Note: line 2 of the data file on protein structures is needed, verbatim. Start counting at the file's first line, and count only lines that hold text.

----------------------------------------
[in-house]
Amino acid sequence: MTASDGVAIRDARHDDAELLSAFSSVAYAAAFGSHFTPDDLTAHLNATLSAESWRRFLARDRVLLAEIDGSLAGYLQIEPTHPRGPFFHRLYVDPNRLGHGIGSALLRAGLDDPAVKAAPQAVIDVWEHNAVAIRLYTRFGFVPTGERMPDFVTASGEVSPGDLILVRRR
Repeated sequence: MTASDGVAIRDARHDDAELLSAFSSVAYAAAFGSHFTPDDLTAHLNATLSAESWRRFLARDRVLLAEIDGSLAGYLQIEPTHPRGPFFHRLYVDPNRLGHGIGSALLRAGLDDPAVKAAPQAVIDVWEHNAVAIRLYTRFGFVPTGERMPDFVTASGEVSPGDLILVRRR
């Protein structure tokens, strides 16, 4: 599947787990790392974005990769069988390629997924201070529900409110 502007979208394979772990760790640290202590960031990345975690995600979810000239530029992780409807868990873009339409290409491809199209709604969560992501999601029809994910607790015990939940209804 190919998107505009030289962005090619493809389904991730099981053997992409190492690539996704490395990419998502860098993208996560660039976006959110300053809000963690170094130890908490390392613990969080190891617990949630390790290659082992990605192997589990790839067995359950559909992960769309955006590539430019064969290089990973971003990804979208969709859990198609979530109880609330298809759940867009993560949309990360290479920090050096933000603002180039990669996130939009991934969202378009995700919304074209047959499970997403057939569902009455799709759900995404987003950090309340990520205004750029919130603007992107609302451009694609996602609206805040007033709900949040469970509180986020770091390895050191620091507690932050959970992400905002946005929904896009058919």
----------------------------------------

Amino acid sequence: MTASDGVAIRDARHDDAELLSAFSSVAYAAAFGSHFTPDDLTAHLNATLSAESWRRFLARDRVLLAEIDGSLAGYLQIEPTHPRGPFFHRLYVDPNRLGHGIGSALLRAGLDDPAVKAAPQAVIDVWEHNAVAIRLYTRFGFVPTGERMPDFVTASGEVSPGDLILVRRR